City of the Dead (1960)
aka: Horror Hotel (US)
Directed by John Moxey
Produced by Seymour S. Dorner, Max Rosenberg, Milton Subotsky, Donald Taylor
Screenplay by George Baxt
Story by Milton Subotsky
Betta St. John
Although this film is listed under Vulcan Productions, it was the first film in which Subotsky and Rosenberg worked together and is often considered the first Amicus Film.
The storyline is a bit choppy but not hard to follow. At the behest of her college professor, Driscoll, (Christopher Lee), Nan Barlow, agrees to do an extra assignment to boost her grade. Nan takes a road trip to Whitewood, a town with a history of witchcraft. When she gets there she finds the town barely changed in the past two hundred years. She arrives at night to eerie surroundings. The townsfolk are unfriendly and odd. A continuous fog and mist further cloaks the town in mystery. There’s some strange weirdness that adds to the creepy mood, like the hitchhiker ghost. There’s townsfolk that are often standing in the streets, shadowed in darkness, and /or standing completely still.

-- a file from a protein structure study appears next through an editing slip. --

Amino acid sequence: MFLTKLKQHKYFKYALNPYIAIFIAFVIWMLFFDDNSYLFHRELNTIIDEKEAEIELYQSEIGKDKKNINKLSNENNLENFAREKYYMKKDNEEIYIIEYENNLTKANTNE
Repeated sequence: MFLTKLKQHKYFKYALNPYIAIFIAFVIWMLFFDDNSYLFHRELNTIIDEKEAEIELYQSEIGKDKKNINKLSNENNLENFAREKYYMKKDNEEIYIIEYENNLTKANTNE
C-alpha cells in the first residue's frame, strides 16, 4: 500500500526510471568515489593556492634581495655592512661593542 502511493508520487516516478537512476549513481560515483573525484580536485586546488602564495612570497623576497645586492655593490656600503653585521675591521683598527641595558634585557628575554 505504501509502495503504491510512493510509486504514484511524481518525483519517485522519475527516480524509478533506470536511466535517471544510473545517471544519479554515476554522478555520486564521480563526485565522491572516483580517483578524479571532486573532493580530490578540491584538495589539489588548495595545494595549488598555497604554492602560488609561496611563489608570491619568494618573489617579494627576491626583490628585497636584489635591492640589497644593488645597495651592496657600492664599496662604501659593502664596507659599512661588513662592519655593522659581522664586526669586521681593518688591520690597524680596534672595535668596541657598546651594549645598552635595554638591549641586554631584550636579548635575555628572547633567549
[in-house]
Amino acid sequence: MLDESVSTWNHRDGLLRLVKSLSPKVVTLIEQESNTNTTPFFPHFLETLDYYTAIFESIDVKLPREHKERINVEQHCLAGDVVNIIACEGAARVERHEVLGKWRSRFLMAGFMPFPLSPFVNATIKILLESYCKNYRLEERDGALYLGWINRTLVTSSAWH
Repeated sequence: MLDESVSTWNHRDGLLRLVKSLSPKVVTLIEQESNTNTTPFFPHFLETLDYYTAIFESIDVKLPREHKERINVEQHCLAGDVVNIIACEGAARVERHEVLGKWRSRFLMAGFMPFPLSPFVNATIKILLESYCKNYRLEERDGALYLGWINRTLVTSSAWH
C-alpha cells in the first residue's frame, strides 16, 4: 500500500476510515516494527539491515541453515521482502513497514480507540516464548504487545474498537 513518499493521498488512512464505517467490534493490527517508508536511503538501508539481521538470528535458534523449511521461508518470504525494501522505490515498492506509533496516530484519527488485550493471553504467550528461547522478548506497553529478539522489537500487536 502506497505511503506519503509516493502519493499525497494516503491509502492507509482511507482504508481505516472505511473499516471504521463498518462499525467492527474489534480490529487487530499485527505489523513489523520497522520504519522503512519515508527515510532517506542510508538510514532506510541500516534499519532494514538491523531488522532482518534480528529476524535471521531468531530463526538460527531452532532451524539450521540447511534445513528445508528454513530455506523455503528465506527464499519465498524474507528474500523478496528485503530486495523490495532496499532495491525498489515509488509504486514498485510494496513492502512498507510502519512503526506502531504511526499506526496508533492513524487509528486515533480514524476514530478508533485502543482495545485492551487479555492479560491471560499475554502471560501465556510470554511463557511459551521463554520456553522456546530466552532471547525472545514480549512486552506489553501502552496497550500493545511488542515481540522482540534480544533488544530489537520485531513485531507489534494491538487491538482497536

Iconic visuals such as the gathering of the coven and the back story sequence where they burn the witch Elizabeth Sewyn, further propel my enjoyment of this film. The horrifying sequence when they drag Nan into the depths of a hidden dungeon to sacrifice her at the 13th hour is a bold horror presentation for 1960. And only a half hour into the film our delightful main character, Nan (Venetia Stevenson), is sacrificed in ceremony. After some conflict with Professor Driscoll, Nan’s brother, Richard, and boyfriend, Bill, head to Whitewood to find her. They are joined by Patricia, a Whitewood native who‘s father was a pastor in the town. Because of this format in story telling, (MC missing, loved ones go to find her) CotD is often compared to Psycho. But the similarity stops at that one point because to me they are completely different types of films.
What really makes this film stand out is the wonderful mood and atmosphere portrayed by the stark black & white contrast and fantastic cinematography. When I’m in the right mood, some of the scenes can still creep me out. It succeeds where other films of the same ilk have not with me, such as The Wickerman, The Devil’s Reign, and The Blood On Satan’s Claw. It is films like this that endear me to the b&w image and artistry of yesteryear. I really feel this is an underrated horror film and one of the best witch/satanic themed films ever made.
Amicus Films Overview – a master list of Amicus films reviewed at Parlor of Horror.